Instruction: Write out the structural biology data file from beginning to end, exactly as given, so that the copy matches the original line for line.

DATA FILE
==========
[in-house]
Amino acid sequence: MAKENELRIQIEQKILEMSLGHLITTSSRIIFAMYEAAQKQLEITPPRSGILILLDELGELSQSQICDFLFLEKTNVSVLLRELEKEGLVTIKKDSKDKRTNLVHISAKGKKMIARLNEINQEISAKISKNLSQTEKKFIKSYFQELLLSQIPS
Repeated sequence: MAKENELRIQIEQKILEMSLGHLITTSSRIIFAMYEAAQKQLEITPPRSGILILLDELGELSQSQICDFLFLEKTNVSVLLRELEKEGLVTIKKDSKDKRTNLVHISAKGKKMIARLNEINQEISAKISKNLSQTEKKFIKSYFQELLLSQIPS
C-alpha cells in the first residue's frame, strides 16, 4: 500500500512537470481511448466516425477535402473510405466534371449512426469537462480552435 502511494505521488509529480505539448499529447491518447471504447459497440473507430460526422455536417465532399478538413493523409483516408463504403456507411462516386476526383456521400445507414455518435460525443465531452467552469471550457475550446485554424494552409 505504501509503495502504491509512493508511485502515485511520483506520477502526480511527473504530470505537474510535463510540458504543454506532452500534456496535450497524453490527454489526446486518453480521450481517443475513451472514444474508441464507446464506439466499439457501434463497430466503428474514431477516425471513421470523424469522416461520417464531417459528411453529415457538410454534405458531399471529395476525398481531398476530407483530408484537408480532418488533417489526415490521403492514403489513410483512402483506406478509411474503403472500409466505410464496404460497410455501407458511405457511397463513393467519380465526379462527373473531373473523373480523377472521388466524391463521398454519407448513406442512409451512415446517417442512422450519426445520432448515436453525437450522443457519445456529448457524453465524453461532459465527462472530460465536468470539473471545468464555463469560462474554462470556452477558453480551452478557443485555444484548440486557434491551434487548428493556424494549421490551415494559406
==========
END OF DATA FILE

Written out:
[in-house]
Amino acid sequence: MAKENELRIQIEQKILEMSLGHLITTSSRIIFAMYEAAQKQLEITPPRSGILILLDELGELSQSQICDFLFLEKTNVSVLLRELEKEGLVTIKKDSKDKRTNLVHISAKGKKMIARLNEINQEISAKISKNLSQTEKKFIKSYFQELLLSQIPS
Repeated sequence: MAKENELRIQIEQKILEMSLGHLITTSSRIIFAMYEAAQKQLEITPPRSGILILLDELGELSQSQICDFLFLEKTNVSVLLRELEKEGLVTIKKDSKDKRTNLVHISAKGKKMIARLNEINQEISAKISKNLSQTEKKFIKSYFQELLLSQIPS
C-alpha cells in the first residue's frame, strides 16, 4: 500500500512537470481511448466516425477535402473510405466534371449512426469537462480552435 502511494505521488509529480505539448499529447491518447471504447459497440473507430460526422455536417465532399478538413493523409483516408463504403456507411462516386476526383456521400445507414455518435460525443465531452467552469471550457475550446485554424494552409 505504501509503495502504491509512493508511485502515485511520483506520477502526480511527473504530470505537474510535463510540458504543454506532452500534456496535450497524453490527454489526446486518453480521450481517443475513451472514444474508441464507446464506439466499439457501434463497430466503428474514431477516425471513421470523424469522416461520417464531417459528411453529415457538410454534405458531399471529395476525398481531398476530407483530408484537408480532418488533417489526415490521403492514403489513410483512402483506406478509411474503403472500409466505410464496404460497410455501407458511405457511397463513393467519380465526379462527373473531373473523373480523377472521388466524391463521398454519407448513406442512409451512415446517417442512422450519426445520432448515436453525437450522443457519445456529448457524453465524453461532459465527462472530460465536468470539473471545468464555463469560462474554462470556452477558453480551452478557443485555444484548440486557434491551434487548428493556424494549421490551415494559406